Ireland day 0557. Saturday 08 April 2023- 10k Walk *

Ireland day 0557. Saturday 08 April 2023- 10k Walk
Today’s summary Val was at work so I did a 10k walk over the hill and back from Portmarnock along the coast.   Hip feeling good.   Weather feeling almost summery
Today’s weather Bright, dry and sunny until late afternoon, when it clouded over.   Strong southeasterly wind.   Appx 12C
Today’s overview location
(The blue mark shows the location of my route)
Close-up location
(The blue line shows where I walked)
(Click button below to download GPX of today’s walk as recorded, or see interactive map at bottom with elevations corrected):
10k Walk to Sutton

(Summary blog only.   Last full blog was Day 0368).

Once again Val was at work today so an early start was called for, to get breakfast and lunches ready.   Once that was done and Val had headed off to the museum, I had a glorious whole day ahead of me with nothing scheduled in the diary.   I love days like this.

I couldn’t even go to the gym, as I only have a cut-price weekday membership.   But since the sun was shining and it had the promise of staying dry at least until the evening, I decided to build on my new-found proficiency with trekking poles and see if I could push my post-operation walking distance a little further.   So far I have maxxed out at around 8km, and I wanted to see if I could get a bit further when using the lightweight poles rather than the heavyweight crutches.

I thought I would head out through the demesne, then up Seamount Road to Paddy’s Hill and onwards along the coast through Portmarnock and Baldoyle.   The advantage of this route is that most of the way, it runs close to the 102 bus route, so if anything went wrong I could easily get back.   In the end, I made it all the way to Sutton station, which very pleasingly came in at almost exactly 10km.   So it turned out to be my longest walk since the operation five and a half weeks ago, and left me feeling smugly satisfied.

I will admit that I was a bit tired, too – the trekking poles aren’t a zero-sum gain because while they reduce the effort required by your legs, they increase the effort required by your arms to an equal and opposite extent.   Also, the strong south easterly headwind which I was walking into all the way made it feel a bit harder than I had expected.   But the sun shone, the sky was blue, the flowers were beautiful and the coastline looked almost summery.   So all in all a great day out.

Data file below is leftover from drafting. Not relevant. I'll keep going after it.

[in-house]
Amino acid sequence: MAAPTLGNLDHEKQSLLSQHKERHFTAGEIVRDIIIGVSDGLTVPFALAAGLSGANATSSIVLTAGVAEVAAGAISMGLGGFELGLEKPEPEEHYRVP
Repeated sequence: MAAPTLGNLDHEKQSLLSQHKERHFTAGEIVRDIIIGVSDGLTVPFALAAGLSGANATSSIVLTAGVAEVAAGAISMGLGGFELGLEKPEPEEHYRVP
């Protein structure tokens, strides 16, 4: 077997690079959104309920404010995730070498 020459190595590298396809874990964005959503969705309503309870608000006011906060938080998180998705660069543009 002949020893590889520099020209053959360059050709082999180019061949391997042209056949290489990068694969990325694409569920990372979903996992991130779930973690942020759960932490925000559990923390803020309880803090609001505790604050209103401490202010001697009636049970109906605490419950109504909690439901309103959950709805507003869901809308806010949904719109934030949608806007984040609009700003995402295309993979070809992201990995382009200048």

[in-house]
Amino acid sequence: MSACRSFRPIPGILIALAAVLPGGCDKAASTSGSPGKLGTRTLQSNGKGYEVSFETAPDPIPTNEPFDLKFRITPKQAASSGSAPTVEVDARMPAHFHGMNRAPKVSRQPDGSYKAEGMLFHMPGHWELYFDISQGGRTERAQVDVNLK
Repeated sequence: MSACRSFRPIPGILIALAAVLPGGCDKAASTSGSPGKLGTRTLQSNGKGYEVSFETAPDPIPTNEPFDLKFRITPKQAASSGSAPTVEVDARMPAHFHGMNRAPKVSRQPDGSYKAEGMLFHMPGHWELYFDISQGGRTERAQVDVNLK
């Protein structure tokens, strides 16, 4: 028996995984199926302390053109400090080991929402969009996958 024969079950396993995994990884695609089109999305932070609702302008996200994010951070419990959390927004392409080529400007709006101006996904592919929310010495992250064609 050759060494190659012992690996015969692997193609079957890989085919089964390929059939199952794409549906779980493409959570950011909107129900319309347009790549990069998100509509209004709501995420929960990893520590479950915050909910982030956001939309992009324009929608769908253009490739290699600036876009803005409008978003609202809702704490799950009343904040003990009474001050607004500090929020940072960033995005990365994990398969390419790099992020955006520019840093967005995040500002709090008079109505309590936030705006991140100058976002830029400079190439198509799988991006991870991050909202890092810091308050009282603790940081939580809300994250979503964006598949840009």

Today’s photos (click to enlarge)

I was going to sit here and have my lunch – in the meadow near the Sluice river, overlooking Howth and Ireland’s Eye, but it was in the teeth of gale and freezing cold.   So I thought better of it and didn’t. Beautiful clumps of cowslips were scattered across the windswept meadow
On the Baldoyle Greenway.   It seems to go on for ever and is well engineered.   I just wish there was a grassy bit at the side to walk on, as the tarmac isn’t very good for hips (as I found out to my cost in 2014).   From the engineering works going on at the north end, it looks like it may shortly be extended to Portmarnock DART station The centre of Portmarnock – or perhaps not.   I’m not really sure if Portmarnock actually has a centre
Edmund D Livingston was Ireland’s second balloonist.   On this particular expedition he set off from Drumcondra, near the Botanic Gardens, with the intention of flying across the Irish Sea to Great Britain.   It seems he only actually made it as far as Baldoyle.   But a significant achievement nevertheless Sutton station signalbox.   I arrived just as a no. 102 arrived to whisk me back to Malahide.   A perfect way to finish the walk.
Doing my best – it’s all you can do!
Interactive map

(Elevations corrected at  GPS Visualizer: Assign DEM elevation data to coordinates )

Total distance: 9820 m
Max elevation: 50 m
Min elevation: 0 m
Total climbing: 110 m
Total descent: -116 m
Total time: 02:47:28
Download file: 10k Walk To Sutton compressed corrected.gpx

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